The Journalist of the Year award went to Mike Klein. As far as I can tell, this is the third time he has won the most prestigious of the CJA Awards. I covered the two previous occasions in 2012's Best Chess Blog, Chess Journalist, Chess Art (August 2012) and 2015 CJA Awards (August 2015). To hear him talk about his craft, follow the links in USchess in Podcasts (June 2018). Here is a copy of his 2018 certificate.

In the 'Top Book' category, Lev Alburt and Jon Crumiller won the award for 'Best Book - Instruction' for their 'World Chess Championship: Carlsen v. Karjakin'. Tim Harding won 'Best Book - Other' for 'British Chess Literature to 1914: A Handbook for Historians'. How does an Irish national writing on a British topic win an American award? Because publisher McFarland, who submitted the nomination, is located in North Carolina.

My post on '2018 Award Entries' showed four of the five entries for 'Best Chess Art', plus a link to the fifth. The winner was Paul Dickinson for his two-page Chess Life (CL) cover. Of the two 'Honorable Mentions', one deserved it, one didn't. Pasting chess pieces into the background of an ordinary drawing is not a noteworthy example of chess art -- what is acceptable for a cover, can be bad for an award.

For my favorite category, 'Best Chess Blog', the winner was not a blog, but a single blog post: Playing The Quintessential American Tournament: The 2017 World Open (chess.com) by Sam Copeland. Follow that link for another link to all of his blog posts. I would guess that Chess.com's 'Top Bloggers' is also a good source for other blogs and blog posts of merit. A 'Best Chess Blog' winner of yesteryear, John Hartmann (2015; see the link above), won 'Best Chess Column' for his CL 'Looks at Books'.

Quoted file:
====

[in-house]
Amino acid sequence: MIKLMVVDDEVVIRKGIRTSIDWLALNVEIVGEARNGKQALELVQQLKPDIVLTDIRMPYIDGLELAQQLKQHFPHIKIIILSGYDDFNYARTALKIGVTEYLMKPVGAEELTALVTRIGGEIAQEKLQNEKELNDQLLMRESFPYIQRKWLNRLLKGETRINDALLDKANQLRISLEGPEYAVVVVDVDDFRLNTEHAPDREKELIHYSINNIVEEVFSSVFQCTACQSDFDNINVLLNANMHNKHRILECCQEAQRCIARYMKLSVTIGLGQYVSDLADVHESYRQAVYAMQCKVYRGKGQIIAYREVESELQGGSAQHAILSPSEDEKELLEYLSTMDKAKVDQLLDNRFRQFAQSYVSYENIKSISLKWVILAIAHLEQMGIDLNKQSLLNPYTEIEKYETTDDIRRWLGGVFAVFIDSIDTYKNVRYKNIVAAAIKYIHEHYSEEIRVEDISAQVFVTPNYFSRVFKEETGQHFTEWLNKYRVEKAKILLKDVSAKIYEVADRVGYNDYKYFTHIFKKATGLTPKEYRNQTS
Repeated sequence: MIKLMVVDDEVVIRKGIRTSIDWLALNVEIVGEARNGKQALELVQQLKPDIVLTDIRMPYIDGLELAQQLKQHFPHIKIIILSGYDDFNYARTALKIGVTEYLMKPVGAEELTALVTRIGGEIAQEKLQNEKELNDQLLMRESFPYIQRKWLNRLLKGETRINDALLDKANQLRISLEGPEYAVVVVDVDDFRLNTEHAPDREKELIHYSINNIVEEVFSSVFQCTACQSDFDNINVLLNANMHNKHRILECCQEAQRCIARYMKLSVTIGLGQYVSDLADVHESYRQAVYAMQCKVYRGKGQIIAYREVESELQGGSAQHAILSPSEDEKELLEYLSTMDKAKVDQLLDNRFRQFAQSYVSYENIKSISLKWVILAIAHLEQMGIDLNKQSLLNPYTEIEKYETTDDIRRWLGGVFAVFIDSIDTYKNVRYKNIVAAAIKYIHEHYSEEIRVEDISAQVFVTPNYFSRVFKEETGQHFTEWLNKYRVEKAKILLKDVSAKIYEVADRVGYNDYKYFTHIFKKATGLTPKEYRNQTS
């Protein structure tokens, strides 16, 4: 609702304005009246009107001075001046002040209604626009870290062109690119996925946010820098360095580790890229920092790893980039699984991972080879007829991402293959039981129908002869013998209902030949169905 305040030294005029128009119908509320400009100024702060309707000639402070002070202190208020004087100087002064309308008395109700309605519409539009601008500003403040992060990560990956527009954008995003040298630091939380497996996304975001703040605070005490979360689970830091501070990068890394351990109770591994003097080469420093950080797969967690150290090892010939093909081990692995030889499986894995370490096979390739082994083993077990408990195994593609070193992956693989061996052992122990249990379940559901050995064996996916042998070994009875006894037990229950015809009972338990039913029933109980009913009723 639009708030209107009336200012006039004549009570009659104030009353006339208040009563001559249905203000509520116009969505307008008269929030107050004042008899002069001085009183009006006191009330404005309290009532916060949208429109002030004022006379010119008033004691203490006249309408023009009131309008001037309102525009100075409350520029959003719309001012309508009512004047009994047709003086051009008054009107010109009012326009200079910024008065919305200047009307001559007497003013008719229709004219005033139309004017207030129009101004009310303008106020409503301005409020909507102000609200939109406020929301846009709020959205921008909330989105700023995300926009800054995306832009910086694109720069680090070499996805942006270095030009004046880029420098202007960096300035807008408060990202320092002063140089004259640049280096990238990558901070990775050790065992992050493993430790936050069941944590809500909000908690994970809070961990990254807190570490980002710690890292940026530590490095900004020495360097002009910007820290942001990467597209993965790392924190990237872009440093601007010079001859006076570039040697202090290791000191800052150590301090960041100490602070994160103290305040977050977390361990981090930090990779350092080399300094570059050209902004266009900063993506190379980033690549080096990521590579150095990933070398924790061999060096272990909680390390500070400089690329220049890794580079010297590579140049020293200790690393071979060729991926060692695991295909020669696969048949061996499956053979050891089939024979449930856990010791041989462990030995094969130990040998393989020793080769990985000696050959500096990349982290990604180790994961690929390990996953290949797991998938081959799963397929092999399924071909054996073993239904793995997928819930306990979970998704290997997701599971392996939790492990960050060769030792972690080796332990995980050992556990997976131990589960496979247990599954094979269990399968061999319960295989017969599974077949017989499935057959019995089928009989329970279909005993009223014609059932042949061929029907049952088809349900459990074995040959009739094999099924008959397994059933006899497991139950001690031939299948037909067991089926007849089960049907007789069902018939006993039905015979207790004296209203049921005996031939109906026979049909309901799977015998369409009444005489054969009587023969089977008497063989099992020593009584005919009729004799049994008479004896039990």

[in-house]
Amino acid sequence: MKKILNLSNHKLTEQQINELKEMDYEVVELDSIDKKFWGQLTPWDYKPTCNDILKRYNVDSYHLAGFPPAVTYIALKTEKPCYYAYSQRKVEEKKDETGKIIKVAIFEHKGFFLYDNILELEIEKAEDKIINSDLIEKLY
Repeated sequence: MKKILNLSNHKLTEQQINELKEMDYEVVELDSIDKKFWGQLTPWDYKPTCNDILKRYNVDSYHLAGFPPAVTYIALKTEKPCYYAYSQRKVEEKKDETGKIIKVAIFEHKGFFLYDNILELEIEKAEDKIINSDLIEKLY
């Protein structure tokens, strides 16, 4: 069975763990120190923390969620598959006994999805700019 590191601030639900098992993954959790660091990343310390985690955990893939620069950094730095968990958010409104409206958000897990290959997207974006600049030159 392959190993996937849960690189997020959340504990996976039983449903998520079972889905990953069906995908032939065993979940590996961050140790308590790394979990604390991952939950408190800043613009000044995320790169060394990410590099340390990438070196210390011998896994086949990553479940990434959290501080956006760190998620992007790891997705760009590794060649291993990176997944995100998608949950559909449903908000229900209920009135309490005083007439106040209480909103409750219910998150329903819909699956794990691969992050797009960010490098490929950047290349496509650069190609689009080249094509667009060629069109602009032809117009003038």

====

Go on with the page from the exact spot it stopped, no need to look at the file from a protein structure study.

I always end these CJA award posts with a hearty, heartfelt 'Congratulations to all winners!'. This year is no exception. If you're interested in the current and planned activities of the CJA, see 2018 Meeting Minutes, although where and when it was held is a minor mystery.

Getting back to those two 'Special Achievement' awards that head the awards list:-

  • American Chess Magazine for 'All Four Issues', and
  • Peter Doggers for 'Yearlong FIDE Coverage'

Both are worthy of a follow-up post.

07 August 2018

August 1968 'On the Cover'

Fifty years ago, what did the two leading American chess magazines choose for their cover material?


Left: 'U.S.Junior Co-Champions Greg DeFotis and Norman Weinstein (Story next month)'
Right: 'Home Talent'

Just like last month's July 1968 'On the Cover', we'll use this blog's built-in time travel machine to examine CL's 'story next month'.

Chess Life